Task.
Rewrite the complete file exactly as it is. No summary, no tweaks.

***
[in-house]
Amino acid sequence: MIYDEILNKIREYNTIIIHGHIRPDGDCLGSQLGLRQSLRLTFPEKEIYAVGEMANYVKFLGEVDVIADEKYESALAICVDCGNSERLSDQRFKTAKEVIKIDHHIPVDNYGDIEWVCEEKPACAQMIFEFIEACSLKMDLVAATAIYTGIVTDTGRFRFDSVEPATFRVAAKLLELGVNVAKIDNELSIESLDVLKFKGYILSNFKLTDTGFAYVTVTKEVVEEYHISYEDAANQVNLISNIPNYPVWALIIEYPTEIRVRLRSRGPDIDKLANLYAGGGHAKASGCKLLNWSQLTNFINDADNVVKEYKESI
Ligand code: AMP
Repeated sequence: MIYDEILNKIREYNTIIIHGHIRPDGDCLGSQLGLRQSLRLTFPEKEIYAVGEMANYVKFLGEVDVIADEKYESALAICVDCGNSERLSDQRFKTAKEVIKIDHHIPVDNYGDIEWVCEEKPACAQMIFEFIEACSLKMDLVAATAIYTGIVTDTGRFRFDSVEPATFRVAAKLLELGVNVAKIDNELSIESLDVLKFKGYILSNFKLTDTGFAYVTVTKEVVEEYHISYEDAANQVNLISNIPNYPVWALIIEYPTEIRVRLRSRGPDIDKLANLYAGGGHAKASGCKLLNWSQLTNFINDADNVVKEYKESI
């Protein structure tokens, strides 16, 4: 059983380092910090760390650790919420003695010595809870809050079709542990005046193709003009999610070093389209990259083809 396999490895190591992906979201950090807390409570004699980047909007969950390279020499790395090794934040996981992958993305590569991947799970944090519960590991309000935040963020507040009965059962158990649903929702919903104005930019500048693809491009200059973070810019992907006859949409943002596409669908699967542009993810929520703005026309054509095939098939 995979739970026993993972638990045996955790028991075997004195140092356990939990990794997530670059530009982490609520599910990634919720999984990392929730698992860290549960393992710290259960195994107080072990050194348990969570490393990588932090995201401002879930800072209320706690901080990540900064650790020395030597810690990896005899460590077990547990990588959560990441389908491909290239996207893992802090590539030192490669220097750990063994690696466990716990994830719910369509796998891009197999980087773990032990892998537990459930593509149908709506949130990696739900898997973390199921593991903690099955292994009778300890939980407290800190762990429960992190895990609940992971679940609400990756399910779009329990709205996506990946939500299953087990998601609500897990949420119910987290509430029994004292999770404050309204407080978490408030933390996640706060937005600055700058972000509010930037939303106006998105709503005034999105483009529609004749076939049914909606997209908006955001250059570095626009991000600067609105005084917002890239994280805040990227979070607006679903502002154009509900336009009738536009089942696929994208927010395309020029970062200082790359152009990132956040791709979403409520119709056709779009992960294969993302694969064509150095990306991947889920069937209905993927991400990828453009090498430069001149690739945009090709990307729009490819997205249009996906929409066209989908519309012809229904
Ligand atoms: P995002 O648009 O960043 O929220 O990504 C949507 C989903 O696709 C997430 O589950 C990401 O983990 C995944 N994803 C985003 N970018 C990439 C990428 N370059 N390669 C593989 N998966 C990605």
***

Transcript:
[in-house]
Amino acid sequence: MIYDEILNKIREYNTIIIHGHIRPDGDCLGSQLGLRQSLRLTFPEKEIYAVGEMANYVKFLGEVDVIADEKYESALAICVDCGNSERLSDQRFKTAKEVIKIDHHIPVDNYGDIEWVCEEKPACAQMIFEFIEACSLKMDLVAATAIYTGIVTDTGRFRFDSVEPATFRVAAKLLELGVNVAKIDNELSIESLDVLKFKGYILSNFKLTDTGFAYVTVTKEVVEEYHISYEDAANQVNLISNIPNYPVWALIIEYPTEIRVRLRSRGPDIDKLANLYAGGGHAKASGCKLLNWSQLTNFINDADNVVKEYKESI
Ligand code: AMP
Repeated sequence: MIYDEILNKIREYNTIIIHGHIRPDGDCLGSQLGLRQSLRLTFPEKEIYAVGEMANYVKFLGEVDVIADEKYESALAICVDCGNSERLSDQRFKTAKEVIKIDHHIPVDNYGDIEWVCEEKPACAQMIFEFIEACSLKMDLVAATAIYTGIVTDTGRFRFDSVEPATFRVAAKLLELGVNVAKIDNELSIESLDVLKFKGYILSNFKLTDTGFAYVTVTKEVVEEYHISYEDAANQVNLISNIPNYPVWALIIEYPTEIRVRLRSRGPDIDKLANLYAGGGHAKASGCKLLNWSQLTNFINDADNVVKEYKESI
């Protein structure tokens, strides 16, 4: 059983380092910090760390650790919420003695010595809870809050079709542990005046193709003009999610070093389209990259083809 396999490895190591992906979201950090807390409570004699980047909007969950390279020499790395090794934040996981992958993305590569991947799970944090519960590991309000935040963020507040009965059962158990649903929702919903104005930019500048693809491009200059973070810019992907006859949409943002596409669908699967542009993810929520703005026309054509095939098939 995979739970026993993972638990045996955790028991075997004195140092356990939990990794997530670059530009982490609520599910990634919720999984990392929730698992860290549960393992710290259960195994107080072990050194348990969570490393990588932090995201401002879930800072209320706690901080990540900064650790020395030597810690990896005899460590077990547990990588959560990441389908491909290239996207893992802090590539030192490669220097750990063994690696466990716990994830719910369509796998891009197999980087773990032990892998537990459930593509149908709506949130990696739900898997973390199921593991903690099955292994009778300890939980407290800190762990429960992190895990609940992971679940609400990756399910779009329990709205996506990946939500299953087990998601609500897990949420119910987290509430029994004292999770404050309204407080978490408030933390996640706060937005600055700058972000509010930037939303106006998105709503005034999105483009529609004749076939049914909606997209908006955001250059570095626009991000600067609105005084917002890239994280805040990227979070607006679903502002154009509900336009009738536009089942696929994208927010395309020029970062200082790359152009990132956040791709979403409520119709056709779009992960294969993302694969064509150095990306991947889920069937209905993927991400990828453009090498430069001149690739945009090709990307729009490819997205249009996906929409066209989908519309012809229904
Ligand atoms: P995002 O648009 O960043 O929220 O990504 C949507 C989903 O696709 C997430 O589950 C990401 O983990 C995944 N994803 C985003 N970018 C990439 C990428 N370059 N390669 C593989 N998966 C990605």